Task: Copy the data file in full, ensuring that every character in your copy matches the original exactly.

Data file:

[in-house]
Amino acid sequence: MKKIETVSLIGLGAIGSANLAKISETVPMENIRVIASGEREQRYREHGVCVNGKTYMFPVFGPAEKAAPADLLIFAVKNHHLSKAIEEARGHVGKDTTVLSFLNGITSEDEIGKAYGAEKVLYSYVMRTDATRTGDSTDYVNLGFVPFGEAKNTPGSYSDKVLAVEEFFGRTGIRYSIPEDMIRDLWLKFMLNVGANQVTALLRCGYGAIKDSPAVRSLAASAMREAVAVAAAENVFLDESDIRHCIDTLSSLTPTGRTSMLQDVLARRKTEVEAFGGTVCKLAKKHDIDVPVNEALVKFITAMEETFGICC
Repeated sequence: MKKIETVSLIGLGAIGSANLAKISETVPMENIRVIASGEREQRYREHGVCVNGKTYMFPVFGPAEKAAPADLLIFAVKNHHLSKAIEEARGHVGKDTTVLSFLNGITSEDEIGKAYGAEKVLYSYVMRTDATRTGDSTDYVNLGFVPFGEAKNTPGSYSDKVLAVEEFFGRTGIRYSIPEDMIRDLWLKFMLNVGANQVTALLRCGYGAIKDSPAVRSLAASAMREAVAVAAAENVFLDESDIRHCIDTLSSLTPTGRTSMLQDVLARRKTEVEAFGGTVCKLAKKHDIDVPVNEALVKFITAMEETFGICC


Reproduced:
[in-house]
Amino acid sequence: MKKIETVSLIGLGAIGSANLAKISETVPMENIRVIASGEREQRYREHGVCVNGKTYMFPVFGPAEKAAPADLLIFAVKNHHLSKAIEEARGHVGKDTTVLSFLNGITSEDEIGKAYGAEKVLYSYVMRTDATRTGDSTDYVNLGFVPFGEAKNTPGSYSDKVLAVEEFFGRTGIRYSIPEDMIRDLWLKFMLNVGANQVTALLRCGYGAIKDSPAVRSLAASAMREAVAVAAAENVFLDESDIRHCIDTLSSLTPTGRTSMLQDVLARRKTEVEAFGGTVCKLAKKHDIDVPVNEALVKFITAMEETFGICC
Repeated sequence: MKKIETVSLIGLGAIGSANLAKISETVPMENIRVIASGEREQRYREHGVCVNGKTYMFPVFGPAEKAAPADLLIFAVKNHHLSKAIEEARGHVGKDTTVLSFLNGITSEDEIGKAYGAEKVLYSYVMRTDATRTGDSTDYVNLGFVPFGEAKNTPGSYSDKVLAVEEFFGRTGIRYSIPEDMIRDLWLKFMLNVGANQVTALLRCGYGAIKDSPAVRSLAASAMREAVAVAAAENVFLDESDIRHCIDTLSSLTPTGRTSMLQDVLARRKTEVEAFGGTVCKLAKKHDIDVPVNEALVKFITAMEETFGICC